We found them on our second attempt. Thanks, Nancy, for the directions!
Petroglyphs near Agua Verde

Petroglyphs near Agua Verde

 You have undoubtedly picked up on the fact that Jeff and I love to hike. And there is plenty of hiking in the Sea. From well-marked posted trails to “goat trails” to “make your own way” trails, there is something for everyone.
I think this means no pooping on the trail

I think this means no pooping on the trail

Hiking in Steinbeck Canyon

Hiking in Steinbeck Canyon

Hiking above the Sea

Hiking above the Sea

Terminus of the trail at Candeleros. This is the golf green overlooking the Sea.

Terminus of the trail at Candeleros. This is the golf green overlooking the Sea.

Our good friend Neil came to visit and we headed north to Bahia Conception. Here, many US and Canadian RV-ers come to spend the season. There are great structures built to use as a home base. I believe most of these are privately owned, but there are also RV campgrounds a plenty.sea9 sea8 sea10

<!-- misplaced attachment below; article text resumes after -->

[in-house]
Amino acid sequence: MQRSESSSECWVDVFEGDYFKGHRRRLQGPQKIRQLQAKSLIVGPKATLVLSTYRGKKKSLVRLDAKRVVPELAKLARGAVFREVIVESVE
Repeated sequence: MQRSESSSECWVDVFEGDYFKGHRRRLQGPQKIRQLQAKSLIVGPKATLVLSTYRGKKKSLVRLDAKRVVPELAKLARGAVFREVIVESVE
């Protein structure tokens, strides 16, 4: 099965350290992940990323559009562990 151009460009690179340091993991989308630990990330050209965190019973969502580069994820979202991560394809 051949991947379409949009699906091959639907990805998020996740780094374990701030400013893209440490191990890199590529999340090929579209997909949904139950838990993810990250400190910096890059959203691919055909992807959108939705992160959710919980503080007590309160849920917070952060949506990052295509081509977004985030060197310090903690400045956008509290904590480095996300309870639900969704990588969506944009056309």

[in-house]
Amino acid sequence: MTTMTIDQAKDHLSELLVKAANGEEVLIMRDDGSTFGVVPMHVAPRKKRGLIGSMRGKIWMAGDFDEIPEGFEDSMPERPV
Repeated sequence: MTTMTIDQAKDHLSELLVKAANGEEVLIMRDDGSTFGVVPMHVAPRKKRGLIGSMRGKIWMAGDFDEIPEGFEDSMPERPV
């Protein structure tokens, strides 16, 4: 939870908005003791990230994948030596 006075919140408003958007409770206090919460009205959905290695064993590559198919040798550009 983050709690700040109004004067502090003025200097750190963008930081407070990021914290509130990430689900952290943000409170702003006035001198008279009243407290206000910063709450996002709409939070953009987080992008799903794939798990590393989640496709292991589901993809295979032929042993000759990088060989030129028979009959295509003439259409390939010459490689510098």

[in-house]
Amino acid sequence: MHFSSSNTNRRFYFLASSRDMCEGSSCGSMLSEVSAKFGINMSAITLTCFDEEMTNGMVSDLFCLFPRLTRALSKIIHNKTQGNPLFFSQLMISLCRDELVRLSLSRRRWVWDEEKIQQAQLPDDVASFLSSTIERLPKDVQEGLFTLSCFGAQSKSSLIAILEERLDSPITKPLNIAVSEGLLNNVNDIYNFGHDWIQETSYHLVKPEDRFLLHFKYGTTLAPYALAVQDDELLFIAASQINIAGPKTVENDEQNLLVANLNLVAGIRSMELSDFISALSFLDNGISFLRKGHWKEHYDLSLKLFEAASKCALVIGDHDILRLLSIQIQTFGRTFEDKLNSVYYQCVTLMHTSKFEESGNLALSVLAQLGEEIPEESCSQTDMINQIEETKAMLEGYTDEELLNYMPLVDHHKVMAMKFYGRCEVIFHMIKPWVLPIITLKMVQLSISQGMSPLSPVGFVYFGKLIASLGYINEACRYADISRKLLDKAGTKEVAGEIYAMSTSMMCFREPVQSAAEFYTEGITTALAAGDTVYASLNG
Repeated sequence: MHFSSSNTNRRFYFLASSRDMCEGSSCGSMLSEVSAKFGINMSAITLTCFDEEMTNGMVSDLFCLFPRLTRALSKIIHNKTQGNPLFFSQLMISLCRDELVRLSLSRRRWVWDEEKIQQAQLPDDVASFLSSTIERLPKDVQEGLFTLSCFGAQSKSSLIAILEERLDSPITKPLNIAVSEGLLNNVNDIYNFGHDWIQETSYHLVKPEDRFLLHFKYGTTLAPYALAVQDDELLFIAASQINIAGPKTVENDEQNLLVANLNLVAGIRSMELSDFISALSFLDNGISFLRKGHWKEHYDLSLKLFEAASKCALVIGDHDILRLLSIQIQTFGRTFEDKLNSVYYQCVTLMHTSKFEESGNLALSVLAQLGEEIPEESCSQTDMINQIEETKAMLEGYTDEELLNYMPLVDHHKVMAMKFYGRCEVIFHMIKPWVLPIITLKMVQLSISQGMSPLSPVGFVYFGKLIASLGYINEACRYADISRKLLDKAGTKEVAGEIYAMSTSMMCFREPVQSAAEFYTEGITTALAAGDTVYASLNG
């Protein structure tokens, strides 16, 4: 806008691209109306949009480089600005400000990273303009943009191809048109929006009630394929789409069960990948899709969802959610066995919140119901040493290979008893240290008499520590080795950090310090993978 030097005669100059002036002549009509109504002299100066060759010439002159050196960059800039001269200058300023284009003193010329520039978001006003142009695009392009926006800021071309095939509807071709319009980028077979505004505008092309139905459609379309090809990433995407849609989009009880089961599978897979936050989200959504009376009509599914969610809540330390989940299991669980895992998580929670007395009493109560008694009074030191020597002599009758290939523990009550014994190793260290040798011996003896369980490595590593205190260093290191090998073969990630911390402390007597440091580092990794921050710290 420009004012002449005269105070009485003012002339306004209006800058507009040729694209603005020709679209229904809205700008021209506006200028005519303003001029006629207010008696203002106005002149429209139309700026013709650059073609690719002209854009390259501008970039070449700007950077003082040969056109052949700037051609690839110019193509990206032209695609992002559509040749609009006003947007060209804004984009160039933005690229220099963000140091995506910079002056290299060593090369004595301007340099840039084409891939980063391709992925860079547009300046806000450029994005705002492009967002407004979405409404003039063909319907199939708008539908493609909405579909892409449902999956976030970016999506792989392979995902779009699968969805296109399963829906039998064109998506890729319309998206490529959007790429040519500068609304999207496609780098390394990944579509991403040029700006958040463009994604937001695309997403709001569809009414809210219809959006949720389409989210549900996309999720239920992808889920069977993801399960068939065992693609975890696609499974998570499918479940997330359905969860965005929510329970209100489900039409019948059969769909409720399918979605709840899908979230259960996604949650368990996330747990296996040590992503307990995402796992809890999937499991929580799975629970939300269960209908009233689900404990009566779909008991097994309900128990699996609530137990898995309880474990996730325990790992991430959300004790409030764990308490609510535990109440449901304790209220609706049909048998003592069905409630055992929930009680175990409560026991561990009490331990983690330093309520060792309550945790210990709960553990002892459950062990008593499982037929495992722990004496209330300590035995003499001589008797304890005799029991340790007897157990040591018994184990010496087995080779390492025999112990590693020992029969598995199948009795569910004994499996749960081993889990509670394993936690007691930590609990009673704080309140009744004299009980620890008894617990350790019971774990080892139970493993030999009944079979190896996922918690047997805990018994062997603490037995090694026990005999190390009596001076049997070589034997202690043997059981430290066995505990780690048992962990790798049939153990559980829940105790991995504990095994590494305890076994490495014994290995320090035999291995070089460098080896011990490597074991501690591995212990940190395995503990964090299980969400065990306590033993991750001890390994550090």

We had heard there was good snorkeling here, so Neil, being the water-dog that he is, gave our method of “drive-by snorkeling” on the paddleboard a try. After that, he got a tour of the bay in grand style!

Neil, having a grand time "motor-boarding"

Neil, having a grand time “motor-boarding”

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A girl and her dog

A girl and her dog

The people are so warm, and despite our lack of Spanish conversational skills, always tried to engage us in some small talk. Hopefully, next year we can converse more than rudimentary courtesies and pantomime.

So, knowing what we know now, will we return to the Sea? You betcha. We’ll go back next year, with a working SSB, less expectations, and eyes wide open.

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Sea of Cortez, Part Two — 9 Comments

  1. Thanks for the opportunity to share part of this adventure. I have many memories and a few seashells to carry with me. Looking forward to more adventures ahead. Neil aka Water Dog

  2. Well I, thinking Pearl Jan 2 needs to make a stop at Bahia Comceptcion and Neil knows my trick! I ALWAYS carry my gear on the bungee of the paddle board Just leave your leash on your ankle and snorkel away!! Also fish looks amazing guys I want to come visit !!

    • Ah-ha! Someone else knows our secret of “drive=by-snorkeling”! Looking forward to following your adventures, as well!

  3. Pingback: The Sea of Cortez, Part One | call it kismet